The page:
Monday, August 24, 2015

H-alpha imaging with a 110 mm APO

On 8/22/15 Alann and I made our way to Sierra Vista to visit family and hopefully do some astronomy. It seems like every weekend has been cloudy since the monsoon season started. Dean Ketelsen ( ) let me borrow his 110 mm APO refractor and I have been itching to try it out with the "new" CCD camera. Getting the equipment ready after a long hiatus was interesting. I found a big black widow right by the DEC motor where I put my hand to disengage the drive. Fortunately I noticed it before I put my hand there! Because it had just rained the day before, the air and ground were thick with moisture, which made it a wonderful environment for mosquitos. After struggling to get everything bolted together and fired up, I finally had everything working. Only problem was that it was still cloudy : (

From 8pm to 11:30pm the clouds were relatively heavy, with only a few patches of semi-clear sky. Just enough to get the telescope focused and ready in case the skies cleared up.

Around midnight the skies magically opened up, just as the moon was setting. It was time to get down to business and get some shots!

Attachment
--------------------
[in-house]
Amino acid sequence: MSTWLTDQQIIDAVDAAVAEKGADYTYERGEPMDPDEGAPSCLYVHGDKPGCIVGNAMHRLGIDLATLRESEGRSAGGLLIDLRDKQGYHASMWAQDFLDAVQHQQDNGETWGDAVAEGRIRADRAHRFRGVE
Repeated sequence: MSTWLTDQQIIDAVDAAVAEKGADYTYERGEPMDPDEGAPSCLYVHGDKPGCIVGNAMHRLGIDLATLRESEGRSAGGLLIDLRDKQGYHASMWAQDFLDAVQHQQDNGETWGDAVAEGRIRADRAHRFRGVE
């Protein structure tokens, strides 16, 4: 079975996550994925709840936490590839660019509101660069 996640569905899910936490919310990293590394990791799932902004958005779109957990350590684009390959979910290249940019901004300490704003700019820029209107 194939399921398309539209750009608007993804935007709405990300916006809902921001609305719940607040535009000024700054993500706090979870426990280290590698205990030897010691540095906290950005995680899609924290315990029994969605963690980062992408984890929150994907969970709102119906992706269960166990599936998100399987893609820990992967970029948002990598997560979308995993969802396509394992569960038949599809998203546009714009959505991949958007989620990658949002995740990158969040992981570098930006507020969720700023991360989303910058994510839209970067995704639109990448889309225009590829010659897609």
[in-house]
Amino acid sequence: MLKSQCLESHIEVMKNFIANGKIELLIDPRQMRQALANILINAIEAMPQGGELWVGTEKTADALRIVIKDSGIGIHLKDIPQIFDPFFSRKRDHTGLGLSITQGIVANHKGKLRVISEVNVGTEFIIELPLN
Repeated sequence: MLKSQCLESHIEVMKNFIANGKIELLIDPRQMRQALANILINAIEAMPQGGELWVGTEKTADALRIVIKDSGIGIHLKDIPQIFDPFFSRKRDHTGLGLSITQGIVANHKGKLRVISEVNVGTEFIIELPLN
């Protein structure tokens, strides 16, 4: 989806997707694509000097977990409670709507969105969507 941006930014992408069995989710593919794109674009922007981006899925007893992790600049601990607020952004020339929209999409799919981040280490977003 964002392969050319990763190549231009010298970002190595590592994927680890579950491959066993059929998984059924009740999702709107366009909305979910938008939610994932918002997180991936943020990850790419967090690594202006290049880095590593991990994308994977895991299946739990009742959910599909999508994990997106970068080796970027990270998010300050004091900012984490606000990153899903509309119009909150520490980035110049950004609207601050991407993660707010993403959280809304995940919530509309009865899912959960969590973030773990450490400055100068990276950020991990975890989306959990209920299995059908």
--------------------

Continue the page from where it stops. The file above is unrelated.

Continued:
Dean's 110 mm attached to my equatorial mount. This is a beautiful scope!

First object of the night, the moon in H-alpha. This image was shot through hazy clouds

Above is a periodic error plot showing the tracking performance of the mount, using a starshoot auto guider. I'm not convinced its this good, I suspect that the angular resolution of the auto guider system is not sufficient to detect sub-arcsecond perturbations. Although, the mount can track unguided for 10-15 minute exposures with very round stars.

M27, Most of the exposure time was in H-alpha (approximately 20 minutes)

The Pacman nebula, again mostly in H-alpha (approximately 20 minutes). I don't think the focus was quite right for this shot. But overall it turned out well

As I was packing up this giant spider decided to pay me a farewell visit. He was a good 2-3 inches in diameter. I was also visited by kangaroo rats, a jack rabbit and the sound of coyotes howling in the distance.

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